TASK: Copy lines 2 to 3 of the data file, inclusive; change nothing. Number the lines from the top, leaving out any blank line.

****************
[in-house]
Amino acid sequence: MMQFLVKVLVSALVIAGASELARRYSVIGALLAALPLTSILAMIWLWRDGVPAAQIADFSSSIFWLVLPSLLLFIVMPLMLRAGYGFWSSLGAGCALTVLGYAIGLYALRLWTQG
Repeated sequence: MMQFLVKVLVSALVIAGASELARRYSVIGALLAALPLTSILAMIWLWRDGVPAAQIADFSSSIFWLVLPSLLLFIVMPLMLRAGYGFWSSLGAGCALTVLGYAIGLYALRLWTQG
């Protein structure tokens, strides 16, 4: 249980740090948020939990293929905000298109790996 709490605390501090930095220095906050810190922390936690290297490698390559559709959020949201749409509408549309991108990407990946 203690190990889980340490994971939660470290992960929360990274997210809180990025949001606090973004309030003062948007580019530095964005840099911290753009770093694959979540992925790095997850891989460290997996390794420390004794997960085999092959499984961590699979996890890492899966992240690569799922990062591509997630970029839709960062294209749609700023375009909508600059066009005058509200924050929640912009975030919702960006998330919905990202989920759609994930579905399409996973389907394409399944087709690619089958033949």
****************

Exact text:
Amino acid sequence: MMQFLVKVLVSALVIAGASELARRYSVIGALLAALPLTSILAMIWLWRDGVPAAQIADFSSSIFWLVLPSLLLFIVMPLMLRAGYGFWSSLGAGCALTVLGYAIGLYALRLWTQG
Repeated sequence: MMQFLVKVLVSALVIAGASELARRYSVIGALLAALPLTSILAMIWLWRDGVPAAQIADFSSSIFWLVLPSLLLFIVMPLMLRAGYGFWSSLGAGCALTVLGYAIGLYALRLWTQG